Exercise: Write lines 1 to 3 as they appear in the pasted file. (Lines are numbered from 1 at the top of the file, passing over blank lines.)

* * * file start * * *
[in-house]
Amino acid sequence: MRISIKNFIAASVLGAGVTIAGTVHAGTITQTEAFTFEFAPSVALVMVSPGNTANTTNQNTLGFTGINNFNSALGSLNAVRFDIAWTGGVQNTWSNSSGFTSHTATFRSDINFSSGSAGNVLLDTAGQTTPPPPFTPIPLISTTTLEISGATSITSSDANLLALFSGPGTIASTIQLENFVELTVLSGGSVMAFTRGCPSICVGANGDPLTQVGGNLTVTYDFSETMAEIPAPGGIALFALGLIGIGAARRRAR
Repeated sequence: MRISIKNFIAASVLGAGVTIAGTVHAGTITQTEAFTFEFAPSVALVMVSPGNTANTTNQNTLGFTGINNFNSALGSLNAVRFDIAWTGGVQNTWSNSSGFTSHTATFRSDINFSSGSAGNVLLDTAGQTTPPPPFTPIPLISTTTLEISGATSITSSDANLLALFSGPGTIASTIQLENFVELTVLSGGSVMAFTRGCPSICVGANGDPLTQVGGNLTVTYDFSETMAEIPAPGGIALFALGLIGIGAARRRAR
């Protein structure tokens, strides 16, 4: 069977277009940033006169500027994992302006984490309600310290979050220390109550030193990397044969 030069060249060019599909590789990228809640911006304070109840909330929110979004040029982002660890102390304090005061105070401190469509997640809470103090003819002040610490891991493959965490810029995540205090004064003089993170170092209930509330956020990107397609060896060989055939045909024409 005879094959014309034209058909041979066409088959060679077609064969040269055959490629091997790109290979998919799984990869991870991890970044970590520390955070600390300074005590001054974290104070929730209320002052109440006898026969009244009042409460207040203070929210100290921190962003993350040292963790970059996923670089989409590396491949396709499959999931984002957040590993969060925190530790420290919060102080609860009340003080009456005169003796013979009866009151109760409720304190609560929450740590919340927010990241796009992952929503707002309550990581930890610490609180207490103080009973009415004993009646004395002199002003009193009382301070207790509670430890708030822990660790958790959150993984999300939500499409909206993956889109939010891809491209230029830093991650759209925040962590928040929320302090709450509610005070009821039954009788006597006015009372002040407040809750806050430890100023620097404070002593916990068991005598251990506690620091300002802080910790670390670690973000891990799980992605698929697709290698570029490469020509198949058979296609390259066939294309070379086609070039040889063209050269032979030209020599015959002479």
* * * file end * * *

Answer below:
[in-house]
Amino acid sequence: MRISIKNFIAASVLGAGVTIAGTVHAGTITQTEAFTFEFAPSVALVMVSPGNTANTTNQNTLGFTGINNFNSALGSLNAVRFDIAWTGGVQNTWSNSSGFTSHTATFRSDINFSSGSAGNVLLDTAGQTTPPPPFTPIPLISTTTLEISGATSITSSDANLLALFSGPGTIASTIQLENFVELTVLSGGSVMAFTRGCPSICVGANGDPLTQVGGNLTVTYDFSETMAEIPAPGGIALFALGLIGIGAARRRAR
Repeated sequence: MRISIKNFIAASVLGAGVTIAGTVHAGTITQTEAFTFEFAPSVALVMVSPGNTANTTNQNTLGFTGINNFNSALGSLNAVRFDIAWTGGVQNTWSNSSGFTSHTATFRSDINFSSGSAGNVLLDTAGQTTPPPPFTPIPLISTTTLEISGATSITSSDANLLALFSGPGTIASTIQLENFVELTVLSGGSVMAFTRGCPSICVGANGDPLTQVGGNLTVTYDFSETMAEIPAPGGIALFALGLIGIGAARRRAR